The Virtual Corkscrew Museum's Weekly Newspaper

Sunday, January 21, 2007

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Vancouver, British Columbia, Canada - With the ice storms of the past week sweeping the United States and Canada, icicles sprouted from trees and building eaves. A very special type of icicle could be found in the Kitsilano residential district of Vancouver. Wayne Meadows grew a "Helixcle" in the back yard of his Corkscrew Inn.

More Whistles

A gallery of Whistle Corkscrews was featured in the January 10 issue. Reader Jens Arnjberg of Denmark submitted these photos of three additional whistles from his collection.

English reader Richard Craven writes "I use this one (above) regularly when working my black Labrador, Barty. The corkscrew comes in handy when we need a break. Barty also comes in when he hears a cork being drawn!"

In SCReWbase we find these whistle corkscrews:

Left: A folding double helix marked S PATT and with the bell trademark of Brookes and Crookes, Sheffield. The double helix is James Wilson's British Patent 898 of March 3, 1877.

Center: A picnic corkscrew marked LB PARIS (Leboullanger 1846-1889).

Right: Wood handle direct pull corkscrew with archimedean worm marked J. J.

Below left: SCReWbase notes that these whistles with carriage key often have an "indistinct diamond registration mark on the head ring". The mark is Joseph and James Hudson's (Birmingham) British Registration 298,209 of February 7, 1876. Compare the locking mechanism and collar to the example shown in January 10 issue (center). A third variation (right) was submitted by Leonard & Debbie McDowell. Note the difference in the corkscrew mount as well as the decoration at the top of the sheath.

Barthel's Whistle

On April 9, 1878 Albrecht Edward Barthel of Detroit, Michigan was granted U. S. Patent Number 202,136 for his "Combined Gun-Tool and Whistle". He wrote "My invention has for its object to combine in a single compact tool for sportmen's use, a dog-whistle, screw-driver, socket-wrench, and shell extractor, with or without the addition of a corkscrew, most of which will be found useful, if not essential in the field."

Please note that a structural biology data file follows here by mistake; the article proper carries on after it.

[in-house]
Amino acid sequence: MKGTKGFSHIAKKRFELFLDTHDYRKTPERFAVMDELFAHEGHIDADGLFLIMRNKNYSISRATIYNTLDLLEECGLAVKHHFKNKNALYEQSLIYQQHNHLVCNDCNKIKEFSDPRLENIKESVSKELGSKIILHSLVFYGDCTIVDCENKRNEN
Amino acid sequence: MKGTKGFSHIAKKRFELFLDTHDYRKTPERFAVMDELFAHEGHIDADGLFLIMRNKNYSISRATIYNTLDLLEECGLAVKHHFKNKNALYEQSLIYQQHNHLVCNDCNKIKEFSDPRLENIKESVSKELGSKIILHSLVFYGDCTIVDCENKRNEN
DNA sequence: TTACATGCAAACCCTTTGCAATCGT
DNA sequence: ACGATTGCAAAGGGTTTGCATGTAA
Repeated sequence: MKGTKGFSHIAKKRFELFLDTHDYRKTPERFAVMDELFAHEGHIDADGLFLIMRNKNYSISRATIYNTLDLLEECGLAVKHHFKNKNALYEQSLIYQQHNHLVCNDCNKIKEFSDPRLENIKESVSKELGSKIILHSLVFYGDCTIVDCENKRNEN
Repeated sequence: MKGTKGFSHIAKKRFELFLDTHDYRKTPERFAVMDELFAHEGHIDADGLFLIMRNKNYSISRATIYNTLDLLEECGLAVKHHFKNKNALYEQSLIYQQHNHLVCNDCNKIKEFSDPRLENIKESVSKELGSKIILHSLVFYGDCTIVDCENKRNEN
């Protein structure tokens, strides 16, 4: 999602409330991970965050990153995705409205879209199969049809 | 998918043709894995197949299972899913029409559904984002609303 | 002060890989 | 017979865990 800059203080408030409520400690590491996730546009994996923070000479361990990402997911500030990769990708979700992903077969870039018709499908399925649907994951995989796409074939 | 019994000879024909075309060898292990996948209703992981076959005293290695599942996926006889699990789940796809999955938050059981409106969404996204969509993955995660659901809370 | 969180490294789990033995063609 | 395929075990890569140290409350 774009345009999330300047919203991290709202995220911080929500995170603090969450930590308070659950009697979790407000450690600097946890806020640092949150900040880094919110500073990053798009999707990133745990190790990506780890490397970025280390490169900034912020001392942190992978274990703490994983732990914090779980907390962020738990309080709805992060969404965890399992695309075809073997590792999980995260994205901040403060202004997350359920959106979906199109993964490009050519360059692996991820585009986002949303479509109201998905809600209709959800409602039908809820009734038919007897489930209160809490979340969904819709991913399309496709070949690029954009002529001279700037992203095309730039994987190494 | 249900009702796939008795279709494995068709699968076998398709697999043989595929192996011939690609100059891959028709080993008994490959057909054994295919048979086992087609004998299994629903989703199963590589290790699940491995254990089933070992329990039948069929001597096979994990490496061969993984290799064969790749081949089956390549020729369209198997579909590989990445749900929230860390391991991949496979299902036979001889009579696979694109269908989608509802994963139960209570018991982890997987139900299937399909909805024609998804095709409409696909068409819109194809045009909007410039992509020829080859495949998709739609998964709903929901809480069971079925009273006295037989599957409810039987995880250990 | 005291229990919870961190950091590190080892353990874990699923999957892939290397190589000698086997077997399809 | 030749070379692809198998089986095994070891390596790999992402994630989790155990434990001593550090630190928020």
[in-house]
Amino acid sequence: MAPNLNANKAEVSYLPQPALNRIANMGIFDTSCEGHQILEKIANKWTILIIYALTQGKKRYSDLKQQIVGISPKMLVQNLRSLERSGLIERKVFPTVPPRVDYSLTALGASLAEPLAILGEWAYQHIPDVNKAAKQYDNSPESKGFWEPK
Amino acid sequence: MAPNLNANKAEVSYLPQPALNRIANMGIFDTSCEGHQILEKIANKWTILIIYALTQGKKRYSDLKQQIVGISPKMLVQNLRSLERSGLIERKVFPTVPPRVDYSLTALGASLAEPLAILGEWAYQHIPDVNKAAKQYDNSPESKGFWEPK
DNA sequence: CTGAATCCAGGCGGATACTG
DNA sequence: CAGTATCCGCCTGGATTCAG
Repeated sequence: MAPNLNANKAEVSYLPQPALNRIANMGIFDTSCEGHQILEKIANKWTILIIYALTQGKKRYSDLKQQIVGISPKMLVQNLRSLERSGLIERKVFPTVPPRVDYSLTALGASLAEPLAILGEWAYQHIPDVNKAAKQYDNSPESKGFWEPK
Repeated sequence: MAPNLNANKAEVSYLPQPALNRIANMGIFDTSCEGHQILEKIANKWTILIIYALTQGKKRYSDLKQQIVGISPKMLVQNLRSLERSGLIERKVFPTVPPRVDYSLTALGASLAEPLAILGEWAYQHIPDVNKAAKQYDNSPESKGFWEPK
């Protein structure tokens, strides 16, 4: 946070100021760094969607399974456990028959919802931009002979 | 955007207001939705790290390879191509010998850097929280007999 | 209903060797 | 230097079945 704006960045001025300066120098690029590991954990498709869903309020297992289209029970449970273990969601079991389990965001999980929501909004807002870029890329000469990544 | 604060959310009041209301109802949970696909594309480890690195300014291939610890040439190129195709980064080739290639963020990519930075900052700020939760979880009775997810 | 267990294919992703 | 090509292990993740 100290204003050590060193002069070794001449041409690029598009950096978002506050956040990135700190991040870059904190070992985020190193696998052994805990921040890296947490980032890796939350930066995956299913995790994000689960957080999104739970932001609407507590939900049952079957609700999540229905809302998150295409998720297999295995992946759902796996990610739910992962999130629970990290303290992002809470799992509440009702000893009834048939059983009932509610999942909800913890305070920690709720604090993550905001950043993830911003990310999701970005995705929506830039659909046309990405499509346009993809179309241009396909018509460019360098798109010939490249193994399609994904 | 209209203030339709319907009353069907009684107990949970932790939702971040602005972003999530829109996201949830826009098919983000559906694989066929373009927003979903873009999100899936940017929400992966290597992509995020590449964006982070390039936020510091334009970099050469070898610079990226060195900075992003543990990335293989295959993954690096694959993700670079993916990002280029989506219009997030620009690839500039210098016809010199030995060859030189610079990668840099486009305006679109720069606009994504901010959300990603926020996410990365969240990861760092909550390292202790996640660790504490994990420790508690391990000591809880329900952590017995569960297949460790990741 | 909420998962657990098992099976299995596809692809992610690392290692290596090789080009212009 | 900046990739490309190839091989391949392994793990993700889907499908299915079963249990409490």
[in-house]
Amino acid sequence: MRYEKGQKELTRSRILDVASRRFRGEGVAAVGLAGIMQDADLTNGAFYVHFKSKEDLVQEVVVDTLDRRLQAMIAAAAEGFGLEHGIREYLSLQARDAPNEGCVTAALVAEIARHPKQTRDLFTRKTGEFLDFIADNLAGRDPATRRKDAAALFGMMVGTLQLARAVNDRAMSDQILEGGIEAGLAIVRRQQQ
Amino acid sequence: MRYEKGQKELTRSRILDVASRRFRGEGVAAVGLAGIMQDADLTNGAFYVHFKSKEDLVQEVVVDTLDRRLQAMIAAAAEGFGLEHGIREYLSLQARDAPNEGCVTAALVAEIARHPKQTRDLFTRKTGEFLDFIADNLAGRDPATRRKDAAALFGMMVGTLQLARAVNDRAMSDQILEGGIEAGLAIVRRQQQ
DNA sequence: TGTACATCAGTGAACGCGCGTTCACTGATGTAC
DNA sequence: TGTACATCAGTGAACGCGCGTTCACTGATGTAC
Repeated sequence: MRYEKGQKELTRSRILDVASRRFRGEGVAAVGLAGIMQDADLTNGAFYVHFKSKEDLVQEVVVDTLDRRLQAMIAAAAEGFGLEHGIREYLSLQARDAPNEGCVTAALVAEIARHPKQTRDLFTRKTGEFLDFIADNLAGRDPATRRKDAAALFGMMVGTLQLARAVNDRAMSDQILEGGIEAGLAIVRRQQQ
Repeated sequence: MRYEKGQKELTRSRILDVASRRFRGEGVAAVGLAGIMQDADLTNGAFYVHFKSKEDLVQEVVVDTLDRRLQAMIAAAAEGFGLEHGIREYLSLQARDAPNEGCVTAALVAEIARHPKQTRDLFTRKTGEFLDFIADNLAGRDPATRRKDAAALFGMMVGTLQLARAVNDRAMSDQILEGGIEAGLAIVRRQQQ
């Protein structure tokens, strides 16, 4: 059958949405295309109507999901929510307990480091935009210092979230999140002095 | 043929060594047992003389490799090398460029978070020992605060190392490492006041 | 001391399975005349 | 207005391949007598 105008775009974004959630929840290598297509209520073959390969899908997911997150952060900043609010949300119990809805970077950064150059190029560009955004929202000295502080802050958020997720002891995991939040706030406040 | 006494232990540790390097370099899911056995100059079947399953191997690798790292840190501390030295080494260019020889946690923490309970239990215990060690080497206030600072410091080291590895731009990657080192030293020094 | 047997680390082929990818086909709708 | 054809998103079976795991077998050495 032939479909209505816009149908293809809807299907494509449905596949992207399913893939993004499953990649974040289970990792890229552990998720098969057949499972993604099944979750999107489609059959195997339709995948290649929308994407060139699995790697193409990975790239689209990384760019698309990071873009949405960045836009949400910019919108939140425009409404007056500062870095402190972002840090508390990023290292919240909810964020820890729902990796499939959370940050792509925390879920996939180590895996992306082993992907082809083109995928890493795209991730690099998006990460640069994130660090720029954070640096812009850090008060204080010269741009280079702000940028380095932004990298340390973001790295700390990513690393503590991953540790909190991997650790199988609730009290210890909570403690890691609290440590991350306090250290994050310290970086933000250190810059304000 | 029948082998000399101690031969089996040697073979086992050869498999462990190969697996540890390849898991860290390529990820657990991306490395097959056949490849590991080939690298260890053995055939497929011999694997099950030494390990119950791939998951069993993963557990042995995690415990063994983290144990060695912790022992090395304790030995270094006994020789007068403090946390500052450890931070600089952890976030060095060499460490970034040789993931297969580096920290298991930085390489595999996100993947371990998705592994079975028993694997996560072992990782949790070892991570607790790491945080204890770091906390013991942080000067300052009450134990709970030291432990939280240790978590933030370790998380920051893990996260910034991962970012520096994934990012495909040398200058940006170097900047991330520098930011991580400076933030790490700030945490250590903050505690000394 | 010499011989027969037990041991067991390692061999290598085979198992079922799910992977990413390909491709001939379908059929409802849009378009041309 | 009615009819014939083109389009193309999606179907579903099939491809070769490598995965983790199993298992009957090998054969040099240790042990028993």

He further describes the optional corkscrew with "A corkscrew is permanently secured to the inner end of the bulb; but if the sportsman is one of the very few who never thirst in the field, nor become sick enough to require the carrying of a flask of tonic or medicine, it may be omitted."

Higgins' Whistle

Charles L. Higgins of Springfield, Massachusetts applied for his "Match-Box" patent on April 17, 1895. U. S. Patent Number 553,030 was applied on January 14, 1896. In his application Higgins sums up his invention with the claim "A compound pocket implement comprising a match-box made of two tubes longitudinally secured together and provided with a top and bottom, a cigar-cutter in one of said tubes, a cork-screw foldable into the same tube and a call-whistle upon one end of the device."

Nifty Whistle

A whistle corkscrew? Well it doesn't have a whistle but it says "Whistle". It's a Nifty corkscrew with advertising for Whistle Bottling Co., Allentown, Pennsylvania (from the collection of John Stanley).

Corkscrew Palm

Daniel Kissling of Switzerland submitted his photo (left) of a corkscrew palm taken in Zanzibar. His photo was taken with a person standing not so far from the tree to give an idea of scale (the individual is shown in the photo at lower left). Two additional views of the corkscrew palm are at center and right.

News Index

©2007 Don Bull, Editor


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